In today's geometry lesson, we'll prove the converse of the Alternate Interior Angles Theorem.

We have shown that when two parallel lines are intersected by a transversal line, the interior alternating angles and exterior alternating angles are congruent (that is, they have the same measure of the angle.)

We will now show that the opposite is also true. If the interior alternating angles or exterior alternating angles created by the transversal line are congruent, then the two lines intersected by the transversal line are parallel.

## Problem

Given m∠5 = m∠3 or m∠1 = m∠7 , prove that AB||CD

## Strategy

To prove two lines are parallel, we can use the converse of the Corresponding Angles Theorem - if we find a pair of corresponding angles that are congruent, then the two lines are parallel.

So let's do exactly what we did when we proved the Alternate Interior Angles Theorem, but in reverse - going from congruent alternate angles to showing congruent corresponding angles.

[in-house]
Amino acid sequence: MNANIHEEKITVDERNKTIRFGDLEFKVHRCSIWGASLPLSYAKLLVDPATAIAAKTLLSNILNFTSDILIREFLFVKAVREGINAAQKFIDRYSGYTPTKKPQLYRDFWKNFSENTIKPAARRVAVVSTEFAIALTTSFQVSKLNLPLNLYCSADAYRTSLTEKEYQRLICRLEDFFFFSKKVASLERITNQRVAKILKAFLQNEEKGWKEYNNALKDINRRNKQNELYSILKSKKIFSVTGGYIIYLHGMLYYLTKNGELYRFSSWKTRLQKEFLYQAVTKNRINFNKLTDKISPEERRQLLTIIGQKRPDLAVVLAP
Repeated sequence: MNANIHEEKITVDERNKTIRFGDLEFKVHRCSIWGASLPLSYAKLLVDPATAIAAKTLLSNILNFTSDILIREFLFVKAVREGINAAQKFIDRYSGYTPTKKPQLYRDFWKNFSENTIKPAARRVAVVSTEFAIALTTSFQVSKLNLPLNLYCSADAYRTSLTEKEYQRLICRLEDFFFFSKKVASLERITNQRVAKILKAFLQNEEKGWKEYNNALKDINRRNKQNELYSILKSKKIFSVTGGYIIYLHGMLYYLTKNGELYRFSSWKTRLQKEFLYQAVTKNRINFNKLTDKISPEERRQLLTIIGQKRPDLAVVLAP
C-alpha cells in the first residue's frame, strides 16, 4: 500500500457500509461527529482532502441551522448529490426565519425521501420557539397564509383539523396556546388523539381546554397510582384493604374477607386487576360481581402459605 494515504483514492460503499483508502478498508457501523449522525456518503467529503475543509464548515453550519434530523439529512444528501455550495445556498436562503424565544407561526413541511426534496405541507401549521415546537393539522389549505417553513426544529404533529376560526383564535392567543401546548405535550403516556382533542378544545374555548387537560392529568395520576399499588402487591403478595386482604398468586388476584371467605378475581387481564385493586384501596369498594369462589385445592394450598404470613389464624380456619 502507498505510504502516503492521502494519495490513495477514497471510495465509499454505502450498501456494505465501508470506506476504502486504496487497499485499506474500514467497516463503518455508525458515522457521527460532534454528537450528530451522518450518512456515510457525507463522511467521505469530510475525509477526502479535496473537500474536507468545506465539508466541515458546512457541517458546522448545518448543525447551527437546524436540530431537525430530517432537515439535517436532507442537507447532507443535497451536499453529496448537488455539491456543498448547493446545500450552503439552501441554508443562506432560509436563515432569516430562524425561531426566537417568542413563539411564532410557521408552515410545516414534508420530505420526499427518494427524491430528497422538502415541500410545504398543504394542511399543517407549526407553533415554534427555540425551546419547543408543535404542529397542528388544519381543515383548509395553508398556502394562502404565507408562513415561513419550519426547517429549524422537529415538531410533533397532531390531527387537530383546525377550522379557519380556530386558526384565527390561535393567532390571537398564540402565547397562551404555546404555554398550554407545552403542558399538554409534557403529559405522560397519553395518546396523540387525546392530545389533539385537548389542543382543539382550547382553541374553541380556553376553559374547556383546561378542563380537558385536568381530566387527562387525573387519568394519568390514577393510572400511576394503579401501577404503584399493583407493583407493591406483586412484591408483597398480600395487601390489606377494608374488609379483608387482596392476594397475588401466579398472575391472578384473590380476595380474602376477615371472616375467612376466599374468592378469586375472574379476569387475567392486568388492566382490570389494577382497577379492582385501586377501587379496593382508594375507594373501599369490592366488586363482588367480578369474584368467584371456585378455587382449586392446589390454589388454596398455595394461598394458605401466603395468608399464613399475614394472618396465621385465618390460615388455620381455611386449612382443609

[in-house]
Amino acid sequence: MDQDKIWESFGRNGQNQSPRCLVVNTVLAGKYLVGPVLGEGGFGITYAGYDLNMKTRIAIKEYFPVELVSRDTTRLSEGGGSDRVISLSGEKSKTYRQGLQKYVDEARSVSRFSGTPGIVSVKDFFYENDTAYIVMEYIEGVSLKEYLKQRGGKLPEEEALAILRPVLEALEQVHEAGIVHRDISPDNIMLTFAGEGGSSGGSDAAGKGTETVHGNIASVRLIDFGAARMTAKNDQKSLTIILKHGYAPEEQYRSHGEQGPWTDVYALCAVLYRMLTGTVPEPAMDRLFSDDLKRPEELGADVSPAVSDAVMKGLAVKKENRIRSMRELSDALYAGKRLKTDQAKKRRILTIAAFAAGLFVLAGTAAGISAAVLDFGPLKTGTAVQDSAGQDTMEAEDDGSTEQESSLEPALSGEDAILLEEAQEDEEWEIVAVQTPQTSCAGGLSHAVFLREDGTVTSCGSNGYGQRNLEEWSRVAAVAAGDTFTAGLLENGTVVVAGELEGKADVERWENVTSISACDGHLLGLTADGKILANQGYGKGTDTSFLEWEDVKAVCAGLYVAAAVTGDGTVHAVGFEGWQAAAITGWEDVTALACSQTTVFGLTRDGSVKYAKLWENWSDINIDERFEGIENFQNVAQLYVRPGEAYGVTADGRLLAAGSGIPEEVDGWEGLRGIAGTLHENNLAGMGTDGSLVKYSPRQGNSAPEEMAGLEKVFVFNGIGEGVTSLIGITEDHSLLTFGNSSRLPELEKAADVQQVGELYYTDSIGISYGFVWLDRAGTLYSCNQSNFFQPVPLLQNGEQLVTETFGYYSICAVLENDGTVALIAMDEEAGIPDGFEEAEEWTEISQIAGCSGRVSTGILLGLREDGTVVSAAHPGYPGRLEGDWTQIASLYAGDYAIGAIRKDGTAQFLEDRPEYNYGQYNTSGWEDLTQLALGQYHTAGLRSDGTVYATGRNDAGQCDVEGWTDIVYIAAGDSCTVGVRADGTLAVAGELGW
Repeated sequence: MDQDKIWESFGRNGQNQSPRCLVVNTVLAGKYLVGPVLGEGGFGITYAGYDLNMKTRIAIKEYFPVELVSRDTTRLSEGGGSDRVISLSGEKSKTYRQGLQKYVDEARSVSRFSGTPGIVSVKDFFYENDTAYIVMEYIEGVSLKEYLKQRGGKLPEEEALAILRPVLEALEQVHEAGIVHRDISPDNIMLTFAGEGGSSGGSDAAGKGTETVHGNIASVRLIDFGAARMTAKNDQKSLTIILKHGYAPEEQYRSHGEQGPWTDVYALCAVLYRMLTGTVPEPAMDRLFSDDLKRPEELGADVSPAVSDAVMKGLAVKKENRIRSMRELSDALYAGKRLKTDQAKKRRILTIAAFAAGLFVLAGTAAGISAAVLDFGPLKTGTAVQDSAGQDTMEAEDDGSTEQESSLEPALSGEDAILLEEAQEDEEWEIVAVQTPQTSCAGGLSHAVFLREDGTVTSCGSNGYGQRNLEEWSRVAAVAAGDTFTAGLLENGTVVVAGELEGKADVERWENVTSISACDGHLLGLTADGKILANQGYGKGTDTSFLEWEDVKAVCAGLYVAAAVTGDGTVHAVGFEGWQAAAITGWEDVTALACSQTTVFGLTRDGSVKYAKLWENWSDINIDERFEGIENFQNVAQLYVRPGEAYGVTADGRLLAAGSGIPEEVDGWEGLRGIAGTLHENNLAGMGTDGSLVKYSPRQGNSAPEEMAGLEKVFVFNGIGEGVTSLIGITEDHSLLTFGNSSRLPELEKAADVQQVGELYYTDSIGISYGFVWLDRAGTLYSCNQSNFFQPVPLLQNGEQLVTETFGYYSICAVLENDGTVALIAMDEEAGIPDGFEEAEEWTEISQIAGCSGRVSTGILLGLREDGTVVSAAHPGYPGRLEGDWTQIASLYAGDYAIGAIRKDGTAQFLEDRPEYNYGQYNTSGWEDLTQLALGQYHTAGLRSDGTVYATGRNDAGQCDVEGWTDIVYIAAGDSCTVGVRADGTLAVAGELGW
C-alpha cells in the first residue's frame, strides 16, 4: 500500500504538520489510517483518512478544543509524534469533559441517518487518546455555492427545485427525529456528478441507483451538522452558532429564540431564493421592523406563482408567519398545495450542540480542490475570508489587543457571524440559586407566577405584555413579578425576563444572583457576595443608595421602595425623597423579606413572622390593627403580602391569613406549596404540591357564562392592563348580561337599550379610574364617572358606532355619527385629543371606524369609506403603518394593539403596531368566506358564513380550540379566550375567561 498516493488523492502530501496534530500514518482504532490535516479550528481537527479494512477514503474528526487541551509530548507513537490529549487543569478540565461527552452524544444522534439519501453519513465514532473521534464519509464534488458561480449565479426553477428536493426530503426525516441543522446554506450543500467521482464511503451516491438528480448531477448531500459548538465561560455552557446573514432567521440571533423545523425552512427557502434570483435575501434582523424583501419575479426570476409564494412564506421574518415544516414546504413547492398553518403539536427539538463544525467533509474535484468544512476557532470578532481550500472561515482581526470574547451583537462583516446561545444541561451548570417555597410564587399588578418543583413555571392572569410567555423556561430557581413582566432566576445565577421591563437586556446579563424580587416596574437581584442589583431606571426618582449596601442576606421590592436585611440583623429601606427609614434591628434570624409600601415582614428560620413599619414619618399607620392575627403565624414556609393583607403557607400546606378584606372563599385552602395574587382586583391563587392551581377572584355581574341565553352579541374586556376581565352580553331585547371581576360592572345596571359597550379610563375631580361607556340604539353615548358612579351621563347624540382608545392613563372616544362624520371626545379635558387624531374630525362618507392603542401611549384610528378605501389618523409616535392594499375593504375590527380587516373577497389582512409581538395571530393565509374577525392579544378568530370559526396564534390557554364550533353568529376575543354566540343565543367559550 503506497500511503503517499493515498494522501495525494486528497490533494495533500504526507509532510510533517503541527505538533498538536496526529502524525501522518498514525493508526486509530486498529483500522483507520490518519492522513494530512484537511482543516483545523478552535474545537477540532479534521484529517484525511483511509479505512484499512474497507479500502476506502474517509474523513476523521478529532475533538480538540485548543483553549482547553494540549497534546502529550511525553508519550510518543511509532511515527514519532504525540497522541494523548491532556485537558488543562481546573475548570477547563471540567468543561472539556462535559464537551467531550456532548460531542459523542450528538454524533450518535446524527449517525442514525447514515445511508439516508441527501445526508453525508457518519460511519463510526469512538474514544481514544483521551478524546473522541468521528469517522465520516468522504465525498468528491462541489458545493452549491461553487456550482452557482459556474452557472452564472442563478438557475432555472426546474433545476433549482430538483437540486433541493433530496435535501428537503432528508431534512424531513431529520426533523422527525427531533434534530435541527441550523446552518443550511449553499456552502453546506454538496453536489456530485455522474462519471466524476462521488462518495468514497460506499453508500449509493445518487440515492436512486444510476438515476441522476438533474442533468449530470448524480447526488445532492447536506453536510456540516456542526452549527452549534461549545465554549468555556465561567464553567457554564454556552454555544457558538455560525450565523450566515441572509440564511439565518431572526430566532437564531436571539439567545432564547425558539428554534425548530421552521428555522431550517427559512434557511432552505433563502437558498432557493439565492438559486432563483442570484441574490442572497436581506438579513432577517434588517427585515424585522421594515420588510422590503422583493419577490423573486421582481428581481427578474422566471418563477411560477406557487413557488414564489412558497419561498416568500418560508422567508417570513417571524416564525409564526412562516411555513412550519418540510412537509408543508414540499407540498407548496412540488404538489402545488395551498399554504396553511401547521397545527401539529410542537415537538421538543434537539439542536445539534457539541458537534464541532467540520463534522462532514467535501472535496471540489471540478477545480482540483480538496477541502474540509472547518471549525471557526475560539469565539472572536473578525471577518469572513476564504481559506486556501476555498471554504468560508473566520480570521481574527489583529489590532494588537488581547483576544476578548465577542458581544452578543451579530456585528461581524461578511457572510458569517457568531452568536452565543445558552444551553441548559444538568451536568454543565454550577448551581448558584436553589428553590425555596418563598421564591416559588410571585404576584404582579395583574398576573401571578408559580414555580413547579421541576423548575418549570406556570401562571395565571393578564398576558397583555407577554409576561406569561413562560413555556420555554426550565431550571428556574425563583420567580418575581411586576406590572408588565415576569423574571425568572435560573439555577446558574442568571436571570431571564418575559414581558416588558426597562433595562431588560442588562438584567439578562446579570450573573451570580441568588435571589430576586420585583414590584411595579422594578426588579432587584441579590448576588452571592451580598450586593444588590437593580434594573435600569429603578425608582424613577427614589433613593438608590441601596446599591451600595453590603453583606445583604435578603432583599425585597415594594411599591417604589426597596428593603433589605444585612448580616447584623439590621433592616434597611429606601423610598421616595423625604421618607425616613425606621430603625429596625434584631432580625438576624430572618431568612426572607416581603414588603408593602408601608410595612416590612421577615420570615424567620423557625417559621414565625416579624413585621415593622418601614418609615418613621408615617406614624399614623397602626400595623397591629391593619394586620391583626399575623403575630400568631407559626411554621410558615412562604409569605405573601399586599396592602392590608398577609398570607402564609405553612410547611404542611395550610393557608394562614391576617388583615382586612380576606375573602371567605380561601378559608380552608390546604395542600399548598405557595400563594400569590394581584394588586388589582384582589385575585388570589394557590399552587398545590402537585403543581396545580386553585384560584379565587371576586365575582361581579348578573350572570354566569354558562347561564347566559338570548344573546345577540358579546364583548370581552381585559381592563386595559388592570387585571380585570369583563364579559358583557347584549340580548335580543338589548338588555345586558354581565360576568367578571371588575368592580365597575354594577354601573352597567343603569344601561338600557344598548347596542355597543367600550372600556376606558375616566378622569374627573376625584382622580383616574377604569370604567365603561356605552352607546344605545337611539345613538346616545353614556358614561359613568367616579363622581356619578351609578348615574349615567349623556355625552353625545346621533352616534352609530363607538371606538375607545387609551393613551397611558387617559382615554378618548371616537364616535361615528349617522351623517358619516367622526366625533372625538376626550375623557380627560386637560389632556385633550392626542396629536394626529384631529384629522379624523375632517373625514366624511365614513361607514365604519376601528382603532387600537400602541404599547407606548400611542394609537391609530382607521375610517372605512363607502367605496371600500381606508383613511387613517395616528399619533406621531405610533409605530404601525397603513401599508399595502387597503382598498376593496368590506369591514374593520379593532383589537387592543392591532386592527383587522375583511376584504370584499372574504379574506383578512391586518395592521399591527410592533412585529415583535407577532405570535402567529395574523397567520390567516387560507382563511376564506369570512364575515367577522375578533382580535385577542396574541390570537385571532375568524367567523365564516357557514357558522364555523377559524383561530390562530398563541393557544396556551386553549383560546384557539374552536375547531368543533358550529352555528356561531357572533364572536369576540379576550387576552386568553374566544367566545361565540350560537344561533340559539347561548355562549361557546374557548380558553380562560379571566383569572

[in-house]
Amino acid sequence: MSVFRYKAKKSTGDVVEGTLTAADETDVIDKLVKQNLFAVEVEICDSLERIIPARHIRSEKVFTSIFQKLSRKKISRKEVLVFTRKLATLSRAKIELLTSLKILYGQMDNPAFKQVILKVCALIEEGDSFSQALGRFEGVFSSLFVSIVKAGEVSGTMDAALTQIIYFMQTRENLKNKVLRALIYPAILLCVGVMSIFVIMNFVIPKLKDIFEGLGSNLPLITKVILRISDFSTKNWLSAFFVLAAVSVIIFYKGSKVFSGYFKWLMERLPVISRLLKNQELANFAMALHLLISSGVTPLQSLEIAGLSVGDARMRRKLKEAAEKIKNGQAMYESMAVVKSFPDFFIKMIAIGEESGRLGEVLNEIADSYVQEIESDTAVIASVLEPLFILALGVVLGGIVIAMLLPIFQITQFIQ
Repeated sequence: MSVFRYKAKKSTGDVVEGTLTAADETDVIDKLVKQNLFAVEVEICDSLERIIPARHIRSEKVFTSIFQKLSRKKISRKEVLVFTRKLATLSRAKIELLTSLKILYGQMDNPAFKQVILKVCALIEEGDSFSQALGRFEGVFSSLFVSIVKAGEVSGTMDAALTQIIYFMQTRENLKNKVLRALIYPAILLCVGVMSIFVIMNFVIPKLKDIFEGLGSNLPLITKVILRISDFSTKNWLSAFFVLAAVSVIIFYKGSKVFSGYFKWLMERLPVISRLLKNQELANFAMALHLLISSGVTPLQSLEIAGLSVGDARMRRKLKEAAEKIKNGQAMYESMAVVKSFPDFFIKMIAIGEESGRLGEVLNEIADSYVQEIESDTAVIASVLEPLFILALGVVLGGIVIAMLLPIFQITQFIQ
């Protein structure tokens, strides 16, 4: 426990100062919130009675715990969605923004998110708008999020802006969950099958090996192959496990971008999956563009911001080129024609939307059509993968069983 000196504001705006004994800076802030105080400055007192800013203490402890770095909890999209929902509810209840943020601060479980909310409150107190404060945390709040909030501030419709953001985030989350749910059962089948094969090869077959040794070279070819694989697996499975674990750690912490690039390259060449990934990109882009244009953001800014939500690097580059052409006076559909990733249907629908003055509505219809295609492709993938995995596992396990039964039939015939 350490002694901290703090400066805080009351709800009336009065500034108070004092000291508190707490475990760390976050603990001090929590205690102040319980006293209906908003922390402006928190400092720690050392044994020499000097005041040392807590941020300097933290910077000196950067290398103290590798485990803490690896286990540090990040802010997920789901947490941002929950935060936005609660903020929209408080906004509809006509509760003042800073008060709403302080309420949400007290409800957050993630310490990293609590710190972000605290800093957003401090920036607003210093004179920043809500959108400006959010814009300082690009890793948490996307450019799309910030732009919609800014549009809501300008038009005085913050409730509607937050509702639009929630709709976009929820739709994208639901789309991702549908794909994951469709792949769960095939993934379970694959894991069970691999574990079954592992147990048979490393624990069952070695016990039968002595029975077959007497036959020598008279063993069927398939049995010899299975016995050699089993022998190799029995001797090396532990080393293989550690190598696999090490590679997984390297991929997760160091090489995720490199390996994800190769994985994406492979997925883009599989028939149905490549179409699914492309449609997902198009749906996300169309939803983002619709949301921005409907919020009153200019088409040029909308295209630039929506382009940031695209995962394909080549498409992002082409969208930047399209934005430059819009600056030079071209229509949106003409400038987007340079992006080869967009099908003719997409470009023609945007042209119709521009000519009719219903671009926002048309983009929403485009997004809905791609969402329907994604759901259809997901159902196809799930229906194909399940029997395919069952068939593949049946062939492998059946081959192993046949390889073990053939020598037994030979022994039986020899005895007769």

## Proof

Here's how you prove the converse of the Alternate Interior Angles Theorem:

(1) m∠5 = m∠3 //given

(2) m∠1 = m∠3 //vertical, or opposite angles

(3) m∠1 = m∠5 //using (1) and (2) and transitive property of equality, both equal m∠3

(4) ∠1 ≅ ∠5 //(3), the definition of congruent angles

(5) AB||CD //converse of the Corresponding Angles Theorem

And similarly, for the exterior pair:

(1) m∠1 = m∠7 //given

(2) m∠5 = m∠7 //vertical, or opposite angles

(3) m∠1 = m∠5 //using (1) and (2) and transitive property of equality, both equal m∠7

(4) ∠1 ≅ ∠5 //(3), the definition of congruent angles

(5) AB||CD //converse of the Corresponding Angles Theorem